• Q3. In what ways are the pillars (i.e. Neutral Point of View) and/or organizational structures of WP in tension with #critlib? http://bit.ly/2b3HO7d [link to Wikipedia page for the 5 pillars]
  • Q4. Do librarians have a responsibility to address pitfalls of WP like gender/race/identity gaps? #critlib
  • Q5. What accounts for historic maligning of WP by libs and what does this tell us about our own stance towards information? #critlib

For further exploration:

ethics of digitization

line drawing of a fluffy Persian cat
From Alumnae Recorder / Pennsylvania Female College Alumnae Association (1888)

63rd chat, Monday August 8th 2016: ethics of digitization

Moderated by @tararobertson and @zinelib
Storify by @tararobertson

Suggested readings:

Discussion questions:

  • Q1 What are pros & cons of make digitization decisions informed by personal & community ethics, in addition to/instead of The Law? #critlib
  • Q2 When making digitization decisions, how do we balance the needs of (living) subjects & (future) scholars, now vs. 100s from now? #critlib
  • Q3 What are some #critlib models of providing community/research access to a collection, vs. protecting privacy?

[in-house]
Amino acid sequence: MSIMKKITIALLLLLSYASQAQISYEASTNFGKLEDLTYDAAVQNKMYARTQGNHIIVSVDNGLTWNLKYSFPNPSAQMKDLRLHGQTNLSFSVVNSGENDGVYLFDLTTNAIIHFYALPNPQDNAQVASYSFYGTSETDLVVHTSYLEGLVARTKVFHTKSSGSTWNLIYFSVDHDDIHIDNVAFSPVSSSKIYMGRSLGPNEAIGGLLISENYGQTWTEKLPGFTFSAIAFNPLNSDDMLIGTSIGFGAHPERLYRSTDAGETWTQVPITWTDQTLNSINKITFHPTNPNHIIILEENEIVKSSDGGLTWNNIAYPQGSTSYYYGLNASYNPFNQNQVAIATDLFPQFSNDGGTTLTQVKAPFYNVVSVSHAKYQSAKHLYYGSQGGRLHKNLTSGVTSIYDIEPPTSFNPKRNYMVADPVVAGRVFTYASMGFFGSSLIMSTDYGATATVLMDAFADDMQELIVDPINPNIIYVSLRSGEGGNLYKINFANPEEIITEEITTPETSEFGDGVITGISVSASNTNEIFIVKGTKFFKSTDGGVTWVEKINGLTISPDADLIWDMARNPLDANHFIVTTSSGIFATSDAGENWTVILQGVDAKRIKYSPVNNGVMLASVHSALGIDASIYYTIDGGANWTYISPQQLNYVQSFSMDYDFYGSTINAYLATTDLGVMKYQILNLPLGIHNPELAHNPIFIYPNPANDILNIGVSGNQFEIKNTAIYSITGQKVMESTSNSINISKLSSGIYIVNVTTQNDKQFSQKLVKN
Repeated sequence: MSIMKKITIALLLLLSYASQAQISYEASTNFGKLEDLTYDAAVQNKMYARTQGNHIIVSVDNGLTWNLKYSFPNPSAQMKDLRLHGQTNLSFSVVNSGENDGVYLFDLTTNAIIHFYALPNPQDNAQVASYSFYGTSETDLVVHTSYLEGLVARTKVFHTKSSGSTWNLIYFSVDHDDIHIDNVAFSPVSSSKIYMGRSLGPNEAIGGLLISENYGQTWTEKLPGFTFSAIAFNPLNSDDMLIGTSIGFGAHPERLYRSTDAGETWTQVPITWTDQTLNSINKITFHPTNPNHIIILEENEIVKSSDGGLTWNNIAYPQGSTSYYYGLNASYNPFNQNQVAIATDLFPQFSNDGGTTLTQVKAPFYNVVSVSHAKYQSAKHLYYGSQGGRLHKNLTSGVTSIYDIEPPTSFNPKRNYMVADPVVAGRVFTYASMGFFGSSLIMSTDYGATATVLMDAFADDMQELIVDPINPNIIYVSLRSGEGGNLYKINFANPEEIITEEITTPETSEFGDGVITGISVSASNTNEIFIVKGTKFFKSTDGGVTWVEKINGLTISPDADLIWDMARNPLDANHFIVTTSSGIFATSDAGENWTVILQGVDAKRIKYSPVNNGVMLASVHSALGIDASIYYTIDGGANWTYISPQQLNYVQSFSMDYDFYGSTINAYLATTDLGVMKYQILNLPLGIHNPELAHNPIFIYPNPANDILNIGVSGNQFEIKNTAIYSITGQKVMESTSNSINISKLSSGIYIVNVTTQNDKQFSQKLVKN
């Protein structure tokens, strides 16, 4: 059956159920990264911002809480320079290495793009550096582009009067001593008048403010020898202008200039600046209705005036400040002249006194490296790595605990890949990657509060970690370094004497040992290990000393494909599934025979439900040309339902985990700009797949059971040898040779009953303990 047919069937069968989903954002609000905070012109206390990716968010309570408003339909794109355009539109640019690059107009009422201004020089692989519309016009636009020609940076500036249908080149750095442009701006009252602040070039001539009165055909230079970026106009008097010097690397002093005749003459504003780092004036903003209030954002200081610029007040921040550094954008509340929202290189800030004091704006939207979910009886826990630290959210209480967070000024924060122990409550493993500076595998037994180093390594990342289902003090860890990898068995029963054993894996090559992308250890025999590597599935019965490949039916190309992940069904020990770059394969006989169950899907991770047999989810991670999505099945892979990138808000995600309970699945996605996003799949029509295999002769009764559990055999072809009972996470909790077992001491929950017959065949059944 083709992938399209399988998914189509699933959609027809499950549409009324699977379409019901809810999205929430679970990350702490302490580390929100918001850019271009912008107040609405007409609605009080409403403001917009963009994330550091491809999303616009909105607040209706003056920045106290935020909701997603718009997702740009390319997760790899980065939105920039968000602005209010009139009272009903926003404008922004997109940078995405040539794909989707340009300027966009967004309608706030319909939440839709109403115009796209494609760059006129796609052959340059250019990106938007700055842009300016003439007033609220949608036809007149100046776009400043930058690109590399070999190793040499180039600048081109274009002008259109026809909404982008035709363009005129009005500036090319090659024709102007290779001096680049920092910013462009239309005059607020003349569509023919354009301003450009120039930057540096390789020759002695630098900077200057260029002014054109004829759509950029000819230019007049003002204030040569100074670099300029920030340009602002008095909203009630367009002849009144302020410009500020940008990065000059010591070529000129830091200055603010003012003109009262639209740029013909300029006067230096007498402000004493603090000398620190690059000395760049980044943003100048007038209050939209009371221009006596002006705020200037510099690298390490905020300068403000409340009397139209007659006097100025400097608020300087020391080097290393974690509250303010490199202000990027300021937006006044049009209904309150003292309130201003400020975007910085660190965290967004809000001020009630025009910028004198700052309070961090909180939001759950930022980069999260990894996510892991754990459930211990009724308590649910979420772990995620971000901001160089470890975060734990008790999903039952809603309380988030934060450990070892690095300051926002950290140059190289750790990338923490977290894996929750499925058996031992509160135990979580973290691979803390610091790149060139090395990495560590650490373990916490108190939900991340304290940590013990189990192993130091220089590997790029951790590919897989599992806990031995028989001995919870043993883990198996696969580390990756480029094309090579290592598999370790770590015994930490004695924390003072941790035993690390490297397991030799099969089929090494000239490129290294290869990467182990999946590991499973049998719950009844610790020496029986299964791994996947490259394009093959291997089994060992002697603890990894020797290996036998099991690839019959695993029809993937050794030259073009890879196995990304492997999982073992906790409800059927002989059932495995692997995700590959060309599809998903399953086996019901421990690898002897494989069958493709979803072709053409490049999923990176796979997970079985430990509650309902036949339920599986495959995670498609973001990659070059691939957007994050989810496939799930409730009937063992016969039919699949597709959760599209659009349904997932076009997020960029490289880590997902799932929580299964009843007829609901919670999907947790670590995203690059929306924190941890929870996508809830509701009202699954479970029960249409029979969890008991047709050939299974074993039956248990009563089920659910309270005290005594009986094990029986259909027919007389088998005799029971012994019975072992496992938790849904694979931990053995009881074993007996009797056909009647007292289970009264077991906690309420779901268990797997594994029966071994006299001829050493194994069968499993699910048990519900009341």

• Q4 How should #critlib digitization decisions differ with regard to  race, gender, sexuality, disability, etc. vs. those of default identities?
  • Q5 How should #critlib digitization decisions differ with regard to porn vs. other content like newspapers, books, or historical photos?

“offensive” items in the collection

startled looking kitten on a cat-sized wooden chair
From Kittens and cats : a first reader / by Eulalie Osgood Grover (1911)

62nd chat, Tuesday July 26th 2016: “offensive” items in the collection
6pm Pacific / 7pm Mountain / 8pm Central / 9pm Eastern

Moderated by @zoh_zoh
Storify by @violetbfox

Suggested readings:

Discussion questions:

  • Q1. What kinds of materials in your library have offended your users?
  • Q2. What kinds of materials in your library have you & your staff found offensive?